How Are Exam Questions Created?

by Rachel Hunter, FCAS, Candidate Liaison Committee

Volunteers, volunteers, volunteers! You've probably heard Future Fellows and other CAS communications talking about the critical role of volunteers in the examination process. In honor of National Volunteer Week, the CAS published an infographic in April showing that nearly 1,000 Fellows volunteer as part of the examination process. So Future Fellows decided to take a moment to focus on the work of the volunteers in the Syllabus & Examination Committee who help to write the exams. Exam writers put a great deal of time and care into their volunteering commitment. The art of crafting examination problems is a creative pursuit that takes most volunteers out of the normal structure of their day jobs and into the critical role of helping to assess candidate understanding of the syllabus.

How does a volunteer, who usually has little or no experience as an educator, go about developing quality exam questions? They are supported both by other volunteers with experience and by the improvements to processes that have been developed over the years by the CAS based on feedback from candidates and others on the examination process, including the examination questions.

New volunteers are asked to attend a training session that orients them to the process and to the typical style in which exam questions are written. Also included are some key dos and don'ts of exam question creation that have come from CAS experience as well as external consultants who have helped the CAS improve the examination process. After that, the full volunteer group, including seasoned writers with many years of experience on one exam or multiple exams, works to start crafting first drafts of their questions. These draft questions are reviewed by others on the writing team and questions are rewritten, clarified, and refined several times. The draft includes model solutions that are designed to help the graders later on.

Question reviewers refer to the portions of the syllabus that the question writer is drawing from and consider the following when providing comments to the writers:

  • Does the question cover anything not covered by the syllabus Learning Objectives and the associated readings?
  • Does the question have a potential for ambiguity?
  • Is the question written in a way that is consistent with the exam editorial guidelines, including the use of adverb prompts? (See "The Importance of Adverbs on Exams".)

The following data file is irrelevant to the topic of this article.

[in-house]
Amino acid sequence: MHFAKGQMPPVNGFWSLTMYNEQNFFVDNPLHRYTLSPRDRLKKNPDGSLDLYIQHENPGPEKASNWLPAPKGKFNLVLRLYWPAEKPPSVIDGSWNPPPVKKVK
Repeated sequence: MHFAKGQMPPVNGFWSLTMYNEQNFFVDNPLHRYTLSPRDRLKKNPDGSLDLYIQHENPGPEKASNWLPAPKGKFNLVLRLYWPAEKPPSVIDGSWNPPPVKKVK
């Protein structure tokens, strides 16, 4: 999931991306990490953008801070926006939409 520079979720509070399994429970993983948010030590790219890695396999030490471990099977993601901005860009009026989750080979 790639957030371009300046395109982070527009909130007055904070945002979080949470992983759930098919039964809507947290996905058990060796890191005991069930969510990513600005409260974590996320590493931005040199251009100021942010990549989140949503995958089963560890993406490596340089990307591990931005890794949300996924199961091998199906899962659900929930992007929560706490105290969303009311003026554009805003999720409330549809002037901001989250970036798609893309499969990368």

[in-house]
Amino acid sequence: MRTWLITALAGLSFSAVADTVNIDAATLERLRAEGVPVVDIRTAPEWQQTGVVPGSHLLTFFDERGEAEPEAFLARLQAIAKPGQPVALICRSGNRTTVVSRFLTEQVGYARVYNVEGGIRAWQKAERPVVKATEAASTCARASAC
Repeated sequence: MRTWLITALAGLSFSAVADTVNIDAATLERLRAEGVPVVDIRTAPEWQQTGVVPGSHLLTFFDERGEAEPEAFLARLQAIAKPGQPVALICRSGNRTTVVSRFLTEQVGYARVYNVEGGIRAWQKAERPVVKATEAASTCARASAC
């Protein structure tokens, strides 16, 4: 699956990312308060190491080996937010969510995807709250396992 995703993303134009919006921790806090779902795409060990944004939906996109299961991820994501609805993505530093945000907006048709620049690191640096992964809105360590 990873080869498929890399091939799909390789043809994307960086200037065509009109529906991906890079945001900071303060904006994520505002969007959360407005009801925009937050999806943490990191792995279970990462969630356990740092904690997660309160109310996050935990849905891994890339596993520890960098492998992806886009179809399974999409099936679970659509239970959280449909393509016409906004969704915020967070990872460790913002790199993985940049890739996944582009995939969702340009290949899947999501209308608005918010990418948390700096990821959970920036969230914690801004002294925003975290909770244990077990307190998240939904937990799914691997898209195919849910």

• Are the point values assigned to the solution appropriate?
  • Is the proposed solution correct and could there be other valid solutions?
  • What is the difficulty of the question for the minimally qualified candidate?
  • At what Bloom's level is the question testing the candidate's understanding?
  • How long will the question take to complete, including reading the question?

Finally, writers and reviewers meet in person at the writing summit and continue to refine the questions. For new and seasoned writers, this experience results in an opportunity to further improve questions and to build skills in question creation that will follow those who continue to volunteer the next year.

At the end of the writing summit, the exam writers typically have many high-quality questions that they have identified from refining the initial drafts. The work shifts to exam creation. Key members of the exam committee continue to work together to select which problems will ultimately make it on to the next exam. The goal is to choose problems that will test the candidate on a broad spectrum of syllabus content, at a variety of difficulties, and at a mix of Bloom's levels. This draft exam goes through even more review, including exposure to pre-testers, before being finalized for the next exam sitting. The original question writers may be involved again if there are proposed revisions to their questions selected for the exam.

While volunteering to write for exams is a big commitment, returning year after year also gives volunteers an excellent opportunity to network with others in the industry and deepen their understanding of the content on the exams. Most volunteers would like the exams to continue to improve in quality, and many of the CAS leadership started their volunteering with the exam committee. New Fellows are an important volunteering resource for the CAS, so please keep it in mind when you complete your exams.

If you are still a candidate and would like to help improve exams, do reach out and share your constructive feedback. One way is to contact the Candidate Liaison Committee through our online feedback form. We'd be happy to share candidate thoughts or work with the Syllabus & Examination Committee to try to address your questions in an upcoming Future Fellows issue.